Marrying and having children when you serve in the military is a common decision. Service members receive housing support and even more pay when they have a spouse and children. You can expect support to keep your family close by, at least until you have to deploy.
If you believe you and your spouse will soon divorce, your military service will impact what happens during your custody proceedings. Especially if you will likely have to deploy after your divorce, your service will have an impact on what happens with custody in your divorce.
How do the Texas family courts allocate custody in a divorce?
Like most states, Texas tries to focus on the children when establishing rules for shared custody between divorcing parents. The judge presiding over your case probably understands that your kids need a good relationship with you and with the other parent. They will try to set terms in your custody order that will give both parents frequent access to and involvement with the children.
Those who are current active-duty service members may receive less parenting time than their spouses, especially if they work long hours. Judges will still give service members, but an even split of parenting time could be hard to manage with their service-related obligations. Thankfully, when the demands of your service change in the future, you can always ask for a modification to secure more parenting time.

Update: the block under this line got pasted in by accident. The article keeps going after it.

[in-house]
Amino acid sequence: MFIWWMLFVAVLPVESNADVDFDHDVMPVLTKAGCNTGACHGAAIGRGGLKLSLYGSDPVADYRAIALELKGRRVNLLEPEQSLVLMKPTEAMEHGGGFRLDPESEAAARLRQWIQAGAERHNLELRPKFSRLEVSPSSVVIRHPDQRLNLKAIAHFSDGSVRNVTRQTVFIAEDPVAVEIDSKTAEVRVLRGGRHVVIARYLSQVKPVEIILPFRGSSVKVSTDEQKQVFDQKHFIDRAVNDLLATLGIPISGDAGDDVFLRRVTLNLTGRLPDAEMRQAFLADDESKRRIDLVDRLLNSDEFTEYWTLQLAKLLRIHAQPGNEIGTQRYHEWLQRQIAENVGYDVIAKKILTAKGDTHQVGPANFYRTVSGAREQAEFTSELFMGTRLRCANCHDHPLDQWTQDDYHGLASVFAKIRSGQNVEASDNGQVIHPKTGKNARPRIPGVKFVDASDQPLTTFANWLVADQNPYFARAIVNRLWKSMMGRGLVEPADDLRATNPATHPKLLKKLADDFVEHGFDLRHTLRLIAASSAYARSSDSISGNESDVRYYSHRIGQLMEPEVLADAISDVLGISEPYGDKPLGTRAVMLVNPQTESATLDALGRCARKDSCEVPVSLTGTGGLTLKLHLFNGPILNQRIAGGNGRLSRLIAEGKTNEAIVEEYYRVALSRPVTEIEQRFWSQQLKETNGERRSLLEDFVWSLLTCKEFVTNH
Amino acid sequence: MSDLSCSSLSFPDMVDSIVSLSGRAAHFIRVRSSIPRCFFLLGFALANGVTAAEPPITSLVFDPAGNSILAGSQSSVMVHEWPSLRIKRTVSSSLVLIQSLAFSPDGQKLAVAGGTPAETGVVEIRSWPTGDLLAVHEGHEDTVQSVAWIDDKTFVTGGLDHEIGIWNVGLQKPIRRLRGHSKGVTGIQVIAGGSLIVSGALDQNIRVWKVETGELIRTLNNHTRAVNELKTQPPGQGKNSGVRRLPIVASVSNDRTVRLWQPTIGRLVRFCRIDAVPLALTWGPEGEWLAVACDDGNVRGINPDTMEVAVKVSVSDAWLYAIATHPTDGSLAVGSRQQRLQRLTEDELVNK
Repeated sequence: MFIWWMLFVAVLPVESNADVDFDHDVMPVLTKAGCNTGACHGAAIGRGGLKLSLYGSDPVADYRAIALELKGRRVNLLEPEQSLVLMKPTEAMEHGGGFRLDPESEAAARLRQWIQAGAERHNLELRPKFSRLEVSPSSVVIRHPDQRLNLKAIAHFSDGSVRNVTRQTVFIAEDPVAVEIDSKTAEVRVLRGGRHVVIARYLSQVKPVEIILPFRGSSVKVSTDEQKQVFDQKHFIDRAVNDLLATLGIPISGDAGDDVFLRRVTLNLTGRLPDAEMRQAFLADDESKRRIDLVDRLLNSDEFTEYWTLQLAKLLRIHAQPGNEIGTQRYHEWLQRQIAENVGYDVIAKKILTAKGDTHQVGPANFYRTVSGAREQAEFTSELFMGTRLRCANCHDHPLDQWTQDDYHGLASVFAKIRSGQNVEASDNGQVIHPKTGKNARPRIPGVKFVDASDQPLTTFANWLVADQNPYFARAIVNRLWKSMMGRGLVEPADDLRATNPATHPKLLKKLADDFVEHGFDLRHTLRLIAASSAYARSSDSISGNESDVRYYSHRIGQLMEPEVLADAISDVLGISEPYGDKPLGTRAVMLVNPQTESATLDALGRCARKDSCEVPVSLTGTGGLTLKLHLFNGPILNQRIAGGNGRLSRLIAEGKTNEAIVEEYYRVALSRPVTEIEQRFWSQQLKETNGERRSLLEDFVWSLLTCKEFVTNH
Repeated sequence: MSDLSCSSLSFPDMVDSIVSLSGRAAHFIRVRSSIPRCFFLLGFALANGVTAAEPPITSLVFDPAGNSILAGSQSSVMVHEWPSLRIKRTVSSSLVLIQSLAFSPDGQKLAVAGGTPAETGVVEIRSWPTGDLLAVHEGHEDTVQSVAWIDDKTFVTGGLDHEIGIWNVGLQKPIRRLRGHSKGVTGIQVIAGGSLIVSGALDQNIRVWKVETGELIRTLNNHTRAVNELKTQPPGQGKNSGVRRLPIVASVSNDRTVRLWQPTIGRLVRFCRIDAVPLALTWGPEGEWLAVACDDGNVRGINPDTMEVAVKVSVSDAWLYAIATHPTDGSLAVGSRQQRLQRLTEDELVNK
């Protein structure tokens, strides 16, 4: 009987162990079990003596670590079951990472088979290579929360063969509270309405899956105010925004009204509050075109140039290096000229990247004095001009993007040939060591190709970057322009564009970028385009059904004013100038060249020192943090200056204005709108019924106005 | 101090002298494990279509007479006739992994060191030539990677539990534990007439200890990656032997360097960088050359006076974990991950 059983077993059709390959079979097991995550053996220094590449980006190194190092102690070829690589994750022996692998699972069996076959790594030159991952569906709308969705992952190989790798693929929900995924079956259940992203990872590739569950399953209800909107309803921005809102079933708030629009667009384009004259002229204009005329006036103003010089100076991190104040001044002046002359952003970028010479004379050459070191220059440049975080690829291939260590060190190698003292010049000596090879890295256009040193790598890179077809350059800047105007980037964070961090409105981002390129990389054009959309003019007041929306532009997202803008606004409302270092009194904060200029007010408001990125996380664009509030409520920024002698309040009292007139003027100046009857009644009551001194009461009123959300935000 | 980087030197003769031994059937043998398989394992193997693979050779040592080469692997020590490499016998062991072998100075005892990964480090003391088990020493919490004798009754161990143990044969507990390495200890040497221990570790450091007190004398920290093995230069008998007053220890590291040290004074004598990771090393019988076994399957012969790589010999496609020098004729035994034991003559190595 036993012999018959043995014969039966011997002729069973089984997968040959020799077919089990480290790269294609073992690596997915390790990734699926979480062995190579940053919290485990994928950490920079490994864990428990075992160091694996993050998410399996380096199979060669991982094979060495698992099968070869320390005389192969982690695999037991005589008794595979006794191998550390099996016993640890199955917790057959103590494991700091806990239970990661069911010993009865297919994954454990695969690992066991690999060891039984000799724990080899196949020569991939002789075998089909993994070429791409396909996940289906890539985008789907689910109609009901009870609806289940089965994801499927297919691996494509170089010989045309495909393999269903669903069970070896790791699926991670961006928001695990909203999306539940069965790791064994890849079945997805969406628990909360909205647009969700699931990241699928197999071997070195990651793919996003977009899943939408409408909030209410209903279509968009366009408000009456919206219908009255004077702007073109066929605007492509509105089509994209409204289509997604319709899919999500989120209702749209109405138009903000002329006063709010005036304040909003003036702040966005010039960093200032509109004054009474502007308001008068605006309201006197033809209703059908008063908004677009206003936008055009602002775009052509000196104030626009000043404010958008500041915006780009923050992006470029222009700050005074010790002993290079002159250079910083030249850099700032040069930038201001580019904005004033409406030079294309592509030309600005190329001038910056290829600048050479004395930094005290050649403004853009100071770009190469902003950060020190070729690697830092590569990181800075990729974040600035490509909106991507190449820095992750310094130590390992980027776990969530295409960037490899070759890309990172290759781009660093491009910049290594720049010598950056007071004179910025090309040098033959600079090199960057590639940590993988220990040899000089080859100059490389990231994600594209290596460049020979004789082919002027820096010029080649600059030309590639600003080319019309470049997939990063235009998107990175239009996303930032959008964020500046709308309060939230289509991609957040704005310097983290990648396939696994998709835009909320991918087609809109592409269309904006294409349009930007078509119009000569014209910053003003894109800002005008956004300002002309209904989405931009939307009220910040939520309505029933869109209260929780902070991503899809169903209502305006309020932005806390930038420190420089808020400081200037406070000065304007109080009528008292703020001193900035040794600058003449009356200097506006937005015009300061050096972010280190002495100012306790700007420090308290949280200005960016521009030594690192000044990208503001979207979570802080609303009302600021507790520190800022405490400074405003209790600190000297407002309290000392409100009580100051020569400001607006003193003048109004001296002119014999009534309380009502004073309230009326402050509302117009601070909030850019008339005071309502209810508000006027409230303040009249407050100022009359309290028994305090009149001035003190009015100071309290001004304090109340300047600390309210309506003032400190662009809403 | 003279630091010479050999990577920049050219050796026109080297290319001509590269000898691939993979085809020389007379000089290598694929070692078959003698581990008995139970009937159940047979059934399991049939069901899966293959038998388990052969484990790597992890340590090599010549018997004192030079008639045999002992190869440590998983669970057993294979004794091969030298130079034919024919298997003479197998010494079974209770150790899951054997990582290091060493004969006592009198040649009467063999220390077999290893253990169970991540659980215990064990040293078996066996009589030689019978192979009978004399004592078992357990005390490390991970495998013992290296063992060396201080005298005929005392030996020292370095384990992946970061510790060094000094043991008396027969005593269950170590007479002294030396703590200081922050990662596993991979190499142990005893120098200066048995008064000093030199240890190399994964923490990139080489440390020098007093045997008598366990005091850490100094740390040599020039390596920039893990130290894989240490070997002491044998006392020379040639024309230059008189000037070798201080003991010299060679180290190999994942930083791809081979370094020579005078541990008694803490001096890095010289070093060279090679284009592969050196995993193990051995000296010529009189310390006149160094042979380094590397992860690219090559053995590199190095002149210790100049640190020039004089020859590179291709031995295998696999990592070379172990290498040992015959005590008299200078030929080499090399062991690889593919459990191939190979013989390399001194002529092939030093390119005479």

You need to plan ahead for what happens during deployment
For as long as you live close to one another, shared custody will be realistic. However, during deployment, it will be much harder for you to parent or even communicate with your children.
Requesting language in your parenting plan or custody order that allows for virtual visitation will help ensure that you can maintain the bond with your children even if you are halfway around the planet from them. You may also need to update your Family Care Plan to reflect your changed marital status.
If you and your spouse can’t agree on how to share custody during your divorce, then you will have to turn to the courts. Understanding how your military service can impact custody proceedings can help you plan for your future divorce.